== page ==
A Clockwork Orange (18, 136 minutes)
Restored in 4K to celebrate the 50th anniversary of Stanley Kubrick’s most controversial work, A Clockwork Orange was the second X certificate film I got into the cinema to see.
By the time I managed to successfully fool the ticket desk at the ABC cinema in Wolverhampton that I was old enough to be admitted it was 1973 and even then it took two attempts within the same week for 16-year old me to finally pull it off.
Of course, Kubrick’s adaptation of the Anthony Burgess novel already had a notorious reputation with some councils banning it from showing in their towns following claims that its glorification of “ultra violence” had prompted gangs of football hooligans to dress as droogs in white overalls and black bowlers, causing mayhem.
So the scene was set for a classic failure to live up to the hype scenario.
However, that was far from the case and although in terms of style it has not aged particularly well – something the restoration tends to accentuate in places rather than improve upon – the vision of Britain in 1980 (which at the time the book was written was 20 years away) is eerily accurate in places as the tower blocks of the early 60s became decrepit, graffiti-adorned, p*ss stinking monuments to society’s decline.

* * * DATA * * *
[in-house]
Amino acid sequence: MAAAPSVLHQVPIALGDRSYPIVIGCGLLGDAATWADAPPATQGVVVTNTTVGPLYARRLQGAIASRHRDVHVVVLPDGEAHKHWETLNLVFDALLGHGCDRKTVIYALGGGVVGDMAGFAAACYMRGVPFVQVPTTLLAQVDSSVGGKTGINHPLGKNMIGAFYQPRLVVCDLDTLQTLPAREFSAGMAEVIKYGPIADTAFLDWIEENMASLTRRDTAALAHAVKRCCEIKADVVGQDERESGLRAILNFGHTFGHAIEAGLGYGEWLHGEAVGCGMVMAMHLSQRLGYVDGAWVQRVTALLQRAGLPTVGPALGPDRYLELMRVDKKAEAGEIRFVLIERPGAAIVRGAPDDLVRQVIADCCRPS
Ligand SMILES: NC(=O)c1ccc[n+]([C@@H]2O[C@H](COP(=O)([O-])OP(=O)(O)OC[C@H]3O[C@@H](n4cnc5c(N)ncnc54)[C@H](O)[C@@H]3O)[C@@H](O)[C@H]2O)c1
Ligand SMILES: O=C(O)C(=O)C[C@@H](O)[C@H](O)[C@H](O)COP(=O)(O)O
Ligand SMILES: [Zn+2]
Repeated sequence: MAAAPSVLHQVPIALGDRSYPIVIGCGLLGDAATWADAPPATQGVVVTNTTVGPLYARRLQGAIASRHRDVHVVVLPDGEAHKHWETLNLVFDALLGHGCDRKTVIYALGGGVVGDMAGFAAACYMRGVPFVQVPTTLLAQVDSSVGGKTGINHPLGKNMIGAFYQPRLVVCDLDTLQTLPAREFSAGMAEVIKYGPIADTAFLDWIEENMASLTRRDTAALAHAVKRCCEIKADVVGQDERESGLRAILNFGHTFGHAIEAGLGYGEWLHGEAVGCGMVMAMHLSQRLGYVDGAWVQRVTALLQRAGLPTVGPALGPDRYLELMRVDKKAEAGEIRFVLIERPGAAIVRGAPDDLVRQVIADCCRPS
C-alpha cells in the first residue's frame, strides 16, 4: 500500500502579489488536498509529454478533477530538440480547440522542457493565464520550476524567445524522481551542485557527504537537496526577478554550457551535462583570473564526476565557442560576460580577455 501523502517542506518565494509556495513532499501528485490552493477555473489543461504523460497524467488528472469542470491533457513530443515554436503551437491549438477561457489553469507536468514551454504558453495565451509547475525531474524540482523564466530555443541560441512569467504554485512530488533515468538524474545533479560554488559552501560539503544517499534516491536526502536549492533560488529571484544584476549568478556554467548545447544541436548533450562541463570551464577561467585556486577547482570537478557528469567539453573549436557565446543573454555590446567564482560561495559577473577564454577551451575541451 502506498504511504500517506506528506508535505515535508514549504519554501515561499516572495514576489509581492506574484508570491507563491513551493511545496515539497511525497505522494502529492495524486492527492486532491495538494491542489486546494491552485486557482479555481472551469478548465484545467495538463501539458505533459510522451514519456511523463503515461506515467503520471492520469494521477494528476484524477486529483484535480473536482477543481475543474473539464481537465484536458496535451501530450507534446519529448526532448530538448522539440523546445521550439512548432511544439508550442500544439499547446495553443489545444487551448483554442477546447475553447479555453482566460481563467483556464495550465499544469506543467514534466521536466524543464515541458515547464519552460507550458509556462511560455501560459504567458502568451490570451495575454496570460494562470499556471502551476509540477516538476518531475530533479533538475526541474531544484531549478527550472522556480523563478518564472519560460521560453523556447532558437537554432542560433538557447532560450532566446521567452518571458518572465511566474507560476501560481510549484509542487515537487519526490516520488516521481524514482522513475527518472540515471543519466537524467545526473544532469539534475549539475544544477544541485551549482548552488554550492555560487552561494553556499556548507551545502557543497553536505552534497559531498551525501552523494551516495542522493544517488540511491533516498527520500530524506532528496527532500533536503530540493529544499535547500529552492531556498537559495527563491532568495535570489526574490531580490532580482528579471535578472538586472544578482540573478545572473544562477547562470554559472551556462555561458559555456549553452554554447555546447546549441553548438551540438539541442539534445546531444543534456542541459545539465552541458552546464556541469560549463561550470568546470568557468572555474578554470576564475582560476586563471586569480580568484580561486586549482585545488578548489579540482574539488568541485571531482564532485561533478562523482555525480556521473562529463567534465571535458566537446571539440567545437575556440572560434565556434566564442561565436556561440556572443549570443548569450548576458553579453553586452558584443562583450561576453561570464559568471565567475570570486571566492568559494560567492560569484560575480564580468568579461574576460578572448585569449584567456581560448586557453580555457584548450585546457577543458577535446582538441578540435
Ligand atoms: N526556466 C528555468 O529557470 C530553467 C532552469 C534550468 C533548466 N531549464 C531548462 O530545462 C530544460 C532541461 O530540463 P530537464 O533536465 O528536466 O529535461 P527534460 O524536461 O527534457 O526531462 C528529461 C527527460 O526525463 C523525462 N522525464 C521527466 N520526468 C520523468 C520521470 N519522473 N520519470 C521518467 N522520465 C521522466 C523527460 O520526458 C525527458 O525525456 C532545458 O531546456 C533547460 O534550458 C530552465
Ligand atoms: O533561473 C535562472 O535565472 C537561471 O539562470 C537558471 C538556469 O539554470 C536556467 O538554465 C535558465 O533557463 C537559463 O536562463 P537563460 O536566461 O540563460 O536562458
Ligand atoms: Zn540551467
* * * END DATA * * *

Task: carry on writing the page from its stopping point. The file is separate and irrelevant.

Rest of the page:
Meanwhile, today’s street language is as indecipherable to me as the Nadsat spoken by the droogs.
Malcolm McDowell is perfectly cast as central character Alex, although the experience of being directed by one of the world’s most respected film makers was not a pleasant one, such as the day when, suffering from a kidney infection, the actor was forced to endure having his head held underwater in a trough on a freezing cold day until he almost drowned.
But look at any irredeemable delinquent in cinema since and there’s a little bit of Alex in all of them.
For the uninitiated, A Clockwork Orange belongs on a list of films everyone should see at least once before they die. It’s no Dr Strangelove, but despite being very much of it’s time and reducing serious issues such as rape to the real life equivalent of a Punch and Judy show, over time the film has shown itself to be a chilling satire of 80s politics and society.